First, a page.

“ Money is power and you need to be reasonably ambitious to have it. Always use what is given to you in the best possible way. Don't idolize money; think for the purposes it should be used. […] Poor people are mostly made poor by their own shortcommings. […] A man can judge well what he is worth by what he receives, by what he is to the world at this time. […] Your wealth is too near to you. You are looking right over it. There's wealth right within the sound of your voice. […] Carry your religion into business. […] You cannot trust a man with your money who cannot take care of his own. […] Live as you go along, every day. […] Inherited money isn't helpful; it will curse you through the years. The best thing in life is to earn your own living. […] Rich people's sons rarely die rich. […] What you need is common sense, not copper cents. […] First know the demand, know what people need, then invest yourself where you're most needed. A.T. Stewart became rich this way. Only invest yourself or your money in something people need. […] Richest people most often live in small towns. If you cannot get rich in a small town, you can't do it in bigger one too. […] Customized products can create the biggest stores. […] When big businesses lose on trust, the smaller people get great opportunities. […] If you know what people need, you have gotten more knowledge of a fortune than any amount of capital can give. Then it doesn't matter that you lack the starting capital. […] You increase the amount you make gradually over time, not in a day. […] Where there's a human need, there's a great fortune. […] Great action requires great willingness for action. […] The great innovator sits next to you or you are the person yourself. […] You never see anything great over your back fence. Greatness often stays unrecognized. […] Whatsoever Abraham Lincoln had to do at all, he put his whole mind into it and held it all there until that was all done. […] “I am a very busy man and have only a few minutes to spare. Now tell me in the fewest words what it is you want... I've heard about it and you don't need to say more” – Abraham Lincoln […] There's no greatness in a puffied balloon, held down by his big feet. […] The worst thing that can happen to a city is to talk all proposed improvements down. Instead, begin to talk things up before anyone else. Get this into the overall spirit of the people and talk up your own city. […] It is a prima facie evidence of littleness to hold office under your own form of government. Best nations are governed by the people for the people. […] The servant cannot be greater than the master. 'He that is sent cannot be greater than Him who sent Him' – The Bible […] When people rule, noone needs the bigger man in the office. […] Countries aren't run by votes, they are governed by influence. With one vote, you'll remain unknown. […] You're not going to be made great by an office. If you're not great before going into it, you won't be great too when you secure it. Greatness consists not in holding an office, but in doing great deeds with little means and the accomplishment of vast purposes from the private ranks of life. Good deeds are also known from a far. […] To be great at all, one must be great here, now. Begin where you are and what you are now. Be a blessing for those around you. […] Great people are great in everything they do. They are a constant inspiration. They are dreamers, visualizing their dreams, planning great things that seem impossible to achieve, being very practical, intensely efficient, powerful, skillful, patient, earnest, developing their dreams into realities. […] Realize people's unusual capabilities early on and develop on them. […] True friendship is eternal. 'Come and make an acquintance that will last for eternity.' — Russell Conwell […] Work not only for yourself, but for others too. […] Being yourself is better than being a minister. […] Try many things and see what works. […] Draw doubters and weaklings into line, stir those who have given up. […] Triumph comes not only from putting enthusiasm in yourself, but in others too. […] A little girl couldn't go to Sunday school, because there was no more room. She cried. A man saw her , asked why she was crying, lifted her in his shoulders, went through the crowd of people, brought her in and said that one day they should have a room big enough for all who should come. The girl decided to save money to help build the bigger church that this man wanted. Her parents left her do little tasks to earn pennies. Few weeks later the girl suddenly became ill and died. At her funeral, the father has given her savings—57 cents—to the man who helped her to continue her cause. He was deeply moved to do so. Having heard of the story, the man who owned the land on which the church was built was deeply touched and decided to take a first payment of 57 cents, leaving a mortgage of 5% only. Seing how construction was now possible, more people gathered and decided to surprise the man with the cause and his wife in their home, announcing that they raised the entire 10000$ required. The “Temple Baprist Church” opened in 1891 and everyone who gave money had his name inscribed in wood. If the church was small, it wouldn't have been debt‐free. There's an advantage of aiming at big things. […] Clear‐cut articulation is the charm of eloquence. But avoid elocution. Speak in your natural voice, don't break words. Control of the speech makes the orator. A speaker must possess a lighthearted regard for the welfare of the audience. Humour captivates it. Each point is a hammer in which you drive home a truth. A man has no right to use words carelessly. People are more impressed by illustration than by argument. Save at least one soul with every sermon. When giving a speech, people should feel like they are listening to a friend. […] Enthusiasm invites more of it. […] Elias Howe didn't invent the sewing machine. He tried for 14 years, but then his wife felt that something needs to be done and invented it in hours. We are in touch with everybody and everything. […] We are in the world to do all the good we could possibly do; not a moment of opportunity must be lost. […] Lead the singing. Imbue others with your happiness. Make everybody feel happy. Move and touch every heart. It's a special opportunity to do good. […] While doing big things, keep an eye on the details too. Do things simply and naturally. […] Even most enthusiastic people get doubtful and depressed. It will all come out right some time. […] Dream big dreams. This goes hand‐in‐hand with winning superb results. It is just as easy to do a large thing as a small one, and in fact, a little easier. Don't be satisfied with the small things in life. […] Let patience have her perfect work. Self‐control is needed to avoid anger of impatience and over‐haste. […] Forget your pride, be modest and look at every phase in your life from the perspective of the people who helped you to get there. Always give credit. […] Hitch your chariot to a star. […] Speak to the forgotten people rather than the rich and comfortable. […] Don't permit illness to interfere with your plans. Ignore suffering and act from a position of strength. […] As a teacher, cultivate a taste for the higher and most useful branches of learning. […] The realization of the students is the highest reward for a university. […] Try to open the view of life for others, to broaden it. […] See and be able to describe vividly. […] Seek people who are devoted to your ideas and ideals by their own choice. […] Every brook has its own song. […] Never initiate a talk about religion. […] Work hard and all your life will work hard. Time is precious. You'll forget the hours you didn't sleep, but not the intelligent faces. […] Quiet charity is more noble. […] Never give up, never forget what you previously decided/discussed. […] In work, we forget our sadness, loneliness, age. Work till the shadows grow longer. Die in harness. […] Leave people behind you that will do even more work. […] Help without trying to increase the sense of obligation in others. […] Lectures can uplift/inspire others and do more than what money can. […] An autobiography is the point where you need to think what others have done for you. ”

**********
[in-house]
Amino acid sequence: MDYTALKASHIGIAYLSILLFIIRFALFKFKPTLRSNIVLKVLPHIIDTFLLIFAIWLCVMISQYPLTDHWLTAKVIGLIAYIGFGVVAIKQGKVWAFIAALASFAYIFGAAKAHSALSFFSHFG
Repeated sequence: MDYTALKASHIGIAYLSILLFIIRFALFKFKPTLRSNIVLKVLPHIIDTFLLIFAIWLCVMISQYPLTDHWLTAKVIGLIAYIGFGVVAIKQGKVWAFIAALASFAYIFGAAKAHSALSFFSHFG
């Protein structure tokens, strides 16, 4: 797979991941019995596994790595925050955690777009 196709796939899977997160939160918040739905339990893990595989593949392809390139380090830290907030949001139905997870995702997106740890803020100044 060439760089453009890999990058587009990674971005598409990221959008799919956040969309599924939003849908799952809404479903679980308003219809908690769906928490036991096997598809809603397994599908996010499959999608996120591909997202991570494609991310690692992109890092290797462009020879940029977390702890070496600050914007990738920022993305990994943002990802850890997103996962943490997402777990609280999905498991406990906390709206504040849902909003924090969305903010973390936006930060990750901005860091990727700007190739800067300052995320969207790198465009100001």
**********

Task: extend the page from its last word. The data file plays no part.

Russell Conwell in "Acres of diamonds"